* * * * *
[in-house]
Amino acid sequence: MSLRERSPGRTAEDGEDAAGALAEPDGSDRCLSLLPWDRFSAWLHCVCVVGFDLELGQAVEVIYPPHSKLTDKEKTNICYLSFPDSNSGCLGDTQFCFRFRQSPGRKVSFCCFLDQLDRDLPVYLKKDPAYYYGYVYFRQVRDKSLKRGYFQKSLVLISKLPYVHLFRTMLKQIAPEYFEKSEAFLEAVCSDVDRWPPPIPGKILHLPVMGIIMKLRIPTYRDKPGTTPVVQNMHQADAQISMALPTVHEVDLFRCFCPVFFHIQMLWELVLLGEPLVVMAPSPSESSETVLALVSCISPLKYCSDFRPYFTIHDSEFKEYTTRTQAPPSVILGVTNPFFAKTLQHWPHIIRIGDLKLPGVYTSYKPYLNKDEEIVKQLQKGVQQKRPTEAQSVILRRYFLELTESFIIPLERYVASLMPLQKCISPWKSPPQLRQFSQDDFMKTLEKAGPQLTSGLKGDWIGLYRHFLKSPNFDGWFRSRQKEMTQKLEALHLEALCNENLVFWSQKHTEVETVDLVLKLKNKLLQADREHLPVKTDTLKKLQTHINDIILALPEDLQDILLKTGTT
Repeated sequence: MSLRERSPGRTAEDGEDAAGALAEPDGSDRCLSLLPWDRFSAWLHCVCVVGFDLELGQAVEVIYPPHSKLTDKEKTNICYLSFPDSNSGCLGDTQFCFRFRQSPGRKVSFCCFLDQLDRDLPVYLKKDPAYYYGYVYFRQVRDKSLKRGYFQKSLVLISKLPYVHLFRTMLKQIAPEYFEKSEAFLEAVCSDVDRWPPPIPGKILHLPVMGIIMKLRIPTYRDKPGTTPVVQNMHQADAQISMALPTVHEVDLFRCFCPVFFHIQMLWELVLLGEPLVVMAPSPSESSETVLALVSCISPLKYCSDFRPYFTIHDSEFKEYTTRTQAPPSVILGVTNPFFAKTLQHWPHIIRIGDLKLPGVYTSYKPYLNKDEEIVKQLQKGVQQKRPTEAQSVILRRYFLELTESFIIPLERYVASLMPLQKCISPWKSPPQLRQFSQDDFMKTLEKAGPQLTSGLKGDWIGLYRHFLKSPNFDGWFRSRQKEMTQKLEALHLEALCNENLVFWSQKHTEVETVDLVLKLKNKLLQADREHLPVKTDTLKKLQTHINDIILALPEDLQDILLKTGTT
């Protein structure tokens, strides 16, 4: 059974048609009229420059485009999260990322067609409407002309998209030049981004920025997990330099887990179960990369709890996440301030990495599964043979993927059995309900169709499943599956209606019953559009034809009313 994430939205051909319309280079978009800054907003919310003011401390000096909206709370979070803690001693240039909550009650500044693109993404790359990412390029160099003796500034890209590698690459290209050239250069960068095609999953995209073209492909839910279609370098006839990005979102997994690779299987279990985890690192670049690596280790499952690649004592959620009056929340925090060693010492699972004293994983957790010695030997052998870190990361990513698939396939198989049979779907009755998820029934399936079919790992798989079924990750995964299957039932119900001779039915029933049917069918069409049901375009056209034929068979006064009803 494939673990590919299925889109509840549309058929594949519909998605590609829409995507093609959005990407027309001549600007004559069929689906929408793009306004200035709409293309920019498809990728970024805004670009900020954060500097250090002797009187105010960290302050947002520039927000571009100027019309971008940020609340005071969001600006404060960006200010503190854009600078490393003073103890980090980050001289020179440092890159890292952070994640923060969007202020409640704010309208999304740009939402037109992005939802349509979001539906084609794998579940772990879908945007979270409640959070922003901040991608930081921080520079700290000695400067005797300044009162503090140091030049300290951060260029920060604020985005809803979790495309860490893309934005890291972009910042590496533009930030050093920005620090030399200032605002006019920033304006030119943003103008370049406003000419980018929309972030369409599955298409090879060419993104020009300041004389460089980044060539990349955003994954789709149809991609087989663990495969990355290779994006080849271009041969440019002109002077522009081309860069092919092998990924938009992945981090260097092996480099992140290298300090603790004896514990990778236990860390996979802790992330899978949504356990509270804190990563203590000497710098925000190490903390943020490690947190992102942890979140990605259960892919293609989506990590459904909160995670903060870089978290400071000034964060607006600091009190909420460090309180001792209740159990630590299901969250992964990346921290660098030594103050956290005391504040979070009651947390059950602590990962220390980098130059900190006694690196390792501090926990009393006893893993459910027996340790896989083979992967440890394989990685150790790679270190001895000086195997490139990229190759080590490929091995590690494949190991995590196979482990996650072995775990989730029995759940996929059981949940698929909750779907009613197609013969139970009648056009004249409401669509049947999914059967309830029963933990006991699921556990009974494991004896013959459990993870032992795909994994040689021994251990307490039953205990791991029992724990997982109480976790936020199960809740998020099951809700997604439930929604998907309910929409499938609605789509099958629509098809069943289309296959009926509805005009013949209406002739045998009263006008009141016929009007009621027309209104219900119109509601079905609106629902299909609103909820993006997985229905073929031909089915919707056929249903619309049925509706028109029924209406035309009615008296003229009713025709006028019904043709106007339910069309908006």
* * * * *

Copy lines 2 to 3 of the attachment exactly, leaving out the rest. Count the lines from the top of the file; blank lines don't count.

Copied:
Amino acid sequence: MSLRERSPGRTAEDGEDAAGALAEPDGSDRCLSLLPWDRFSAWLHCVCVVGFDLELGQAVEVIYPPHSKLTDKEKTNICYLSFPDSNSGCLGDTQFCFRFRQSPGRKVSFCCFLDQLDRDLPVYLKKDPAYYYGYVYFRQVRDKSLKRGYFQKSLVLISKLPYVHLFRTMLKQIAPEYFEKSEAFLEAVCSDVDRWPPPIPGKILHLPVMGIIMKLRIPTYRDKPGTTPVVQNMHQADAQISMALPTVHEVDLFRCFCPVFFHIQMLWELVLLGEPLVVMAPSPSESSETVLALVSCISPLKYCSDFRPYFTIHDSEFKEYTTRTQAPPSVILGVTNPFFAKTLQHWPHIIRIGDLKLPGVYTSYKPYLNKDEEIVKQLQKGVQQKRPTEAQSVILRRYFLELTESFIIPLERYVASLMPLQKCISPWKSPPQLRQFSQDDFMKTLEKAGPQLTSGLKGDWIGLYRHFLKSPNFDGWFRSRQKEMTQKLEALHLEALCNENLVFWSQKHTEVETVDLVLKLKNKLLQADREHLPVKTDTLKKLQTHINDIILALPEDLQDILLKTGTT
Repeated sequence: MSLRERSPGRTAEDGEDAAGALAEPDGSDRCLSLLPWDRFSAWLHCVCVVGFDLELGQAVEVIYPPHSKLTDKEKTNICYLSFPDSNSGCLGDTQFCFRFRQSPGRKVSFCCFLDQLDRDLPVYLKKDPAYYYGYVYFRQVRDKSLKRGYFQKSLVLISKLPYVHLFRTMLKQIAPEYFEKSEAFLEAVCSDVDRWPPPIPGKILHLPVMGIIMKLRIPTYRDKPGTTPVVQNMHQADAQISMALPTVHEVDLFRCFCPVFFHIQMLWELVLLGEPLVVMAPSPSESSETVLALVSCISPLKYCSDFRPYFTIHDSEFKEYTTRTQAPPSVILGVTNPFFAKTLQHWPHIIRIGDLKLPGVYTSYKPYLNKDEEIVKQLQKGVQQKRPTEAQSVILRRYFLELTESFIIPLERYVASLMPLQKCISPWKSPPQLRQFSQDDFMKTLEKAGPQLTSGLKGDWIGLYRHFLKSPNFDGWFRSRQKEMTQKLEALHLEALCNENLVFWSQKHTEVETVDLVLKLKNKLLQADREHLPVKTDTLKKLQTHINDIILALPEDLQDILLKTGTT